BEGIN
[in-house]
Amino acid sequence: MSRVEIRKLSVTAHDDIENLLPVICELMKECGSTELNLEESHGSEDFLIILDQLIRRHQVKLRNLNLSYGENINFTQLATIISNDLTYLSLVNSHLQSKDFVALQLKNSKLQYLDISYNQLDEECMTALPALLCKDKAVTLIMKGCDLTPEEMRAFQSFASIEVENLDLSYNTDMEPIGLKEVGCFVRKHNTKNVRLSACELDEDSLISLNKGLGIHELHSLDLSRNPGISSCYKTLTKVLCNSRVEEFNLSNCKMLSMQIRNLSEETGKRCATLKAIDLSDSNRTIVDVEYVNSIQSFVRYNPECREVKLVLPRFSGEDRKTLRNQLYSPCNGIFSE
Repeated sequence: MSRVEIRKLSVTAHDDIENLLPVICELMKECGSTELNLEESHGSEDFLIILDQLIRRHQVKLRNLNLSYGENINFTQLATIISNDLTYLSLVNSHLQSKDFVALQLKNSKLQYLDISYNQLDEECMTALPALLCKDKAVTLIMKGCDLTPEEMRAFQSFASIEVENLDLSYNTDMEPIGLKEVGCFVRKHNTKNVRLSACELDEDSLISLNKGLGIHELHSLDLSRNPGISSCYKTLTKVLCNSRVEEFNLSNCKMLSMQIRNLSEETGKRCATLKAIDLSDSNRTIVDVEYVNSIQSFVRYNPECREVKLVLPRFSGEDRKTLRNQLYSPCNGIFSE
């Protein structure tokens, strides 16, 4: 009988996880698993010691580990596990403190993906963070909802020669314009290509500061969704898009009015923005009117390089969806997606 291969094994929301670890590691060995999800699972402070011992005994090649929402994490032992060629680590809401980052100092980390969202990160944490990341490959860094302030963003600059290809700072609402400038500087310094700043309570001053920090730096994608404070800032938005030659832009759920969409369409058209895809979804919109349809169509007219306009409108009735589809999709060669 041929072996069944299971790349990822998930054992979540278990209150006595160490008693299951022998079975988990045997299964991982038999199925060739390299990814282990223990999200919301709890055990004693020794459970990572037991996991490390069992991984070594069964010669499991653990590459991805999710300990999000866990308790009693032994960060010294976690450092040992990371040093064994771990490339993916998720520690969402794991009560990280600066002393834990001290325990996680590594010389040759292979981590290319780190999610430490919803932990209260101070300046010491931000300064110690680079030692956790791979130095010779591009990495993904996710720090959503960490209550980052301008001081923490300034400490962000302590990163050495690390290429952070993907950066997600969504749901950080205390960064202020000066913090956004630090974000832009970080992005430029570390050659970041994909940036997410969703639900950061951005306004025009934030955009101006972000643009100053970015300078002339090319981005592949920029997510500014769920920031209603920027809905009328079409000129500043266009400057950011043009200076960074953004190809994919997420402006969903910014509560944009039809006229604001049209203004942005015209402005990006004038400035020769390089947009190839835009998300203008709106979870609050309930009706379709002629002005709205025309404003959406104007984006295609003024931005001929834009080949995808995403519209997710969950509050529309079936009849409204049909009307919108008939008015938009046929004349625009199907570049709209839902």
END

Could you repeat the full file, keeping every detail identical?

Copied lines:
[in-house]
Amino acid sequence: MSRVEIRKLSVTAHDDIENLLPVICELMKECGSTELNLEESHGSEDFLIILDQLIRRHQVKLRNLNLSYGENINFTQLATIISNDLTYLSLVNSHLQSKDFVALQLKNSKLQYLDISYNQLDEECMTALPALLCKDKAVTLIMKGCDLTPEEMRAFQSFASIEVENLDLSYNTDMEPIGLKEVGCFVRKHNTKNVRLSACELDEDSLISLNKGLGIHELHSLDLSRNPGISSCYKTLTKVLCNSRVEEFNLSNCKMLSMQIRNLSEETGKRCATLKAIDLSDSNRTIVDVEYVNSIQSFVRYNPECREVKLVLPRFSGEDRKTLRNQLYSPCNGIFSE
Repeated sequence: MSRVEIRKLSVTAHDDIENLLPVICELMKECGSTELNLEESHGSEDFLIILDQLIRRHQVKLRNLNLSYGENINFTQLATIISNDLTYLSLVNSHLQSKDFVALQLKNSKLQYLDISYNQLDEECMTALPALLCKDKAVTLIMKGCDLTPEEMRAFQSFASIEVENLDLSYNTDMEPIGLKEVGCFVRKHNTKNVRLSACELDEDSLISLNKGLGIHELHSLDLSRNPGISSCYKTLTKVLCNSRVEEFNLSNCKMLSMQIRNLSEETGKRCATLKAIDLSDSNRTIVDVEYVNSIQSFVRYNPECREVKLVLPRFSGEDRKTLRNQLYSPCNGIFSE
């Protein structure tokens, strides 16, 4: 009988996880698993010691580990596990403190993906963070909802020669314009290509500061969704898009009015923005009117390089969806997606 291969094994929301670890590691060995999800699972402070011992005994090649929402994490032992060629680590809401980052100092980390969202990160944490990341490959860094302030963003600059290809700072609402400038500087310094700043309570001053920090730096994608404070800032938005030659832009759920969409369409058209895809979804919109349809169509007219306009409108009735589809999709060669 041929072996069944299971790349990822998930054992979540278990209150006595160490008693299951022998079975988990045997299964991982038999199925060739390299990814282990223990999200919301709890055990004693020794459970990572037991996991490390069992991984070594069964010669499991653990590459991805999710300990999000866990308790009693032994960060010294976690450092040992990371040093064994771990490339993916998720520690969402794991009560990280600066002393834990001290325990996680590594010389040759292979981590290319780190999610430490919803932990209260101070300046010491931000300064110690680079030692956790791979130095010779591009990495993904996710720090959503960490209550980052301008001081923490300034400490962000302590990163050495690390290429952070993907950066997600969504749901950080205390960064202020000066913090956004630090974000832009970080992005430029570390050659970041994909940036997410969703639900950061951005306004025009934030955009101006972000643009100053970015300078002339090319981005592949920029997510500014769920920031209603920027809905009328079409000129500043266009400057950011043009200076960074953004190809994919997420402006969903910014509560944009039809006229604001049209203004942005015209402005990006004038400035020769390089947009190839835009998300203008709106979870609050309930009706379709002629002005709205025309404003959406104007984006295609003024931005001929834009080949995808995403519209997710969950509050529309079936009849409204049909009307919108008939008015938009046929004349625009199907570049709209839902």